In the same 2016 Guardian article, Charing Cross GIC lead clinician James Barrett comments jocularly on this sudden increase in demand:

‘It obviously can’t continue like that forever because we’d be treating everyone in the country, but there isn’t any sign of that levelling off.’

Now this is a rather strange comment, given that only five years before, in 2011, Barrett stated that rates of gender dysphoria were stable and unchanging. Citing a 1996 study, he presented the condition as vanishingly rare: ‘It seems that the incidence of transsexualism is very roughly 1 in 60000 males and 1 in 100000 females, and it seems to have remained constant’. Given that ‘treatment is drastic and irreversible’, Barrett insisted that diagnosis must be entrusted to the experts of the gender identity clinic:

The least certain diagnosis is that made by the patient, made as it is without any training or objectivity. This uncertainty is not lessened by the patient’s frequently high degree of conviction. Neither does the support of others with gender dysphoria help, since conviction leads people to associate with the like­minded and to discount or fail to seek out disharmonious views. [ James Barrett, Advances in psychiatric treatment (2011), vol. 17, 381–388 doi: 10.1192/apt.bp.109.007484)

 

Pitching the service: Respect and Authority

GenderCare, headed by Stuart Lorimer, is a private London gender clinic mostly staffed by clinicians employed at Charing Cross GIC: endocrinologist Leighton Seal, psychologist Christina Richards and speech therapist Christella Antoni. These are professionals who have reputations at stake.

gendercare-home

And while GenderCare does offer some Skype and email consultations, prospective patients or parents of gender confused young adults can be reassured that this is not an online clinic like that run by Helen Webberley, a Welsh GP whose Online Transgender Medical Clinic displays no more relevant qualifications than a one hour e-course in ‘Gender Variance’ designed by a transactivist organisation for GPs.

Twitter contains some negative reports of Webberley’s outfit: ‘A guy I know was rushed into hospital with liver failure because of Dr W’s incompetence, not having his bloods reviewed meant he was on too high a dosage of testosterone & literally nearly died.’ According to one young person, Webberley ‘has this weird online ‘grooming’ thing going on, contacting young people via social media’. Of course, Twitter testimonials do not constitute actual evidence and should be viewed with caution. Yet it’s clear to anyone who spends time investigating that young people are discerning as they sift through their choices and look for medical help they trust.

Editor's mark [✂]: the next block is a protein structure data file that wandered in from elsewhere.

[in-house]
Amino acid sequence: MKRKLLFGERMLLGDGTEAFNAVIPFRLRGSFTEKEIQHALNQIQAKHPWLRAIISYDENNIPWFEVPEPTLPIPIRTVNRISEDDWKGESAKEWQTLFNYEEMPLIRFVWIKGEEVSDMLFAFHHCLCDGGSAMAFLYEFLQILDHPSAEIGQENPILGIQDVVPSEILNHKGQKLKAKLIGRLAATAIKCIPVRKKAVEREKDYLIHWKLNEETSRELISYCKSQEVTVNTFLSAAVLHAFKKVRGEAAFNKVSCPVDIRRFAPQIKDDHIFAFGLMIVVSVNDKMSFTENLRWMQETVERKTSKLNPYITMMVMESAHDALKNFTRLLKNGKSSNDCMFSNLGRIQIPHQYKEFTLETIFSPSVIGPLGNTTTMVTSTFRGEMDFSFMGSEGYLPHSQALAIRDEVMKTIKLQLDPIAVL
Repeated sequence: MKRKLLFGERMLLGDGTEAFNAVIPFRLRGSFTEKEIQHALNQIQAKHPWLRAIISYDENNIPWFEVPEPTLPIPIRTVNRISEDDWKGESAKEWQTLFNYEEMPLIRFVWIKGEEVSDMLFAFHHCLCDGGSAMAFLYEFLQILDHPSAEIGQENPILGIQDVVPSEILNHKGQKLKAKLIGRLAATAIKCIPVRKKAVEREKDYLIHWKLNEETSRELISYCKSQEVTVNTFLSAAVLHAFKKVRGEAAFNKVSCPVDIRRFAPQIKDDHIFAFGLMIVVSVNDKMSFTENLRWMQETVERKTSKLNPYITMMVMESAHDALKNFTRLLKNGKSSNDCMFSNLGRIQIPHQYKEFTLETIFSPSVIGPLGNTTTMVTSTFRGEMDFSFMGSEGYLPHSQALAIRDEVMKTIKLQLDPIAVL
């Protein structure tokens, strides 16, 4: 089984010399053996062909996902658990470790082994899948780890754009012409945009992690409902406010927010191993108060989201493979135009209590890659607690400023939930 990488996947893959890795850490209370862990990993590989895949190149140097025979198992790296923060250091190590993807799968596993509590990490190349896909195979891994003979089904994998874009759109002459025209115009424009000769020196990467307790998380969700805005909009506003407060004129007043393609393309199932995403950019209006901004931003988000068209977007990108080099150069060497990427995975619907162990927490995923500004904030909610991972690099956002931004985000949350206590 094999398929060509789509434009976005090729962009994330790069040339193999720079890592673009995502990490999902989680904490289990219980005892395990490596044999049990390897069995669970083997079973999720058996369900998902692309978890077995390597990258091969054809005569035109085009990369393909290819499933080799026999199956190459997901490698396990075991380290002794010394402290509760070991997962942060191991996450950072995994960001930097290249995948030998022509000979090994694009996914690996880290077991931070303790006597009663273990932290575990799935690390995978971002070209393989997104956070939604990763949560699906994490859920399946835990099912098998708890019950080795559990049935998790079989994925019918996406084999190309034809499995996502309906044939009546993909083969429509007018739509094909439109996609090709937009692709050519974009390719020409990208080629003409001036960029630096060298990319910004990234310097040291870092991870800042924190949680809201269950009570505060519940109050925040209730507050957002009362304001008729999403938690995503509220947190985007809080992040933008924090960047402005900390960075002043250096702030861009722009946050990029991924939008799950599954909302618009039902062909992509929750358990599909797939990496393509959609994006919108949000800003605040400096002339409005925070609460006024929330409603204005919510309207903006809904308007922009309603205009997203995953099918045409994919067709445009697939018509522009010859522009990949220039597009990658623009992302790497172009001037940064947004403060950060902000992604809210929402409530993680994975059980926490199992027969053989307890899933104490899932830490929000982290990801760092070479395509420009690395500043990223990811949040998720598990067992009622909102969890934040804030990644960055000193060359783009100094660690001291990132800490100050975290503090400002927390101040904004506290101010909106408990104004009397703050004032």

weird-online-grooming

The GenderCare website by contrast is reassuringly respectable: these are ‘Specialists in Gender Care’, genuinely experts in their field. The site and FAQ frequently remind us that patients will be seen by a team of medical experts  The FAQ emphasises hormonal treatment,  with assurances that the letter needed for medical transition will be prepared as quickly as possible.

What would be the hurry? It appears that, since 2011 when Lorimer’s Charing Cross colleague James Barrett insisted on the ‘drastic and irreversible’ nature of medical transition and the caution that the ‘least certain diagnosis is that made by the patient’, there has been a sea change in the field. Now Barrett presents gender dysphoria as a condition with no parallel. It simply is what it is, and gender specialists are sui generis: neither psychiatrists, nor endocrinologists, but what it says on the can: ‘gender specialists’. Barrett compares gender dysphoria in a 2016 blog post for the BMJ, to ‘the Australasian Platypus’[full article behind paywall]:

The first specimens were dismissed as a joke of some sort.

But then more came, and alive and kicking at that. There followed a mighty taxonomological struggle. They were reptiles or perhaps some sort of bird, surely, as they were warm blooded, laid eggs and were venomous. On the other hand, the fur argued for mammals, but they didn’t have proper breasts, the defining feature of the mammals, and that business of being venomous is more of a reptile-like thing, is it not? And they do lay eggs…but warm blooded…perhaps a bird of some sort…?

In the end, it was all solved by everyone admitting that the Platypus was real, important, couldn’t be dismissed and didn’t fit any existing category very well. It got its own, special category where it has paddled, very happily, ever since, albeit joined by echidnas and some long-extinct fossilised forebears.

The comparison is witty and memorable, but leaves us no wiser. Lorimer also subscribes to what we might call the Platypus model of gender theory (‘a variety of clinical specialisms might lay reasonable claim to ownership of gender care but, like the platypus, it’s its own creature, distinct and different’. Although trained as a ‘Liaison psych’ he believes that ‘ultimately, it’s about pragmatism – who has the appropriate skill-set to do the work.’

For gender identity, there is no well-founded theoretical model, no objective test: we simply have to believe in the authority of the expert. Believe me because I say so. For the young people who visit GenderCare, diagnosis by a gender specialist offers confirmation and validation of their internal sense of self. YouTube videos about ‘my first visit’ to GenderCare form a genre of their own, revealing the overwhelming power of this validation. One young person reports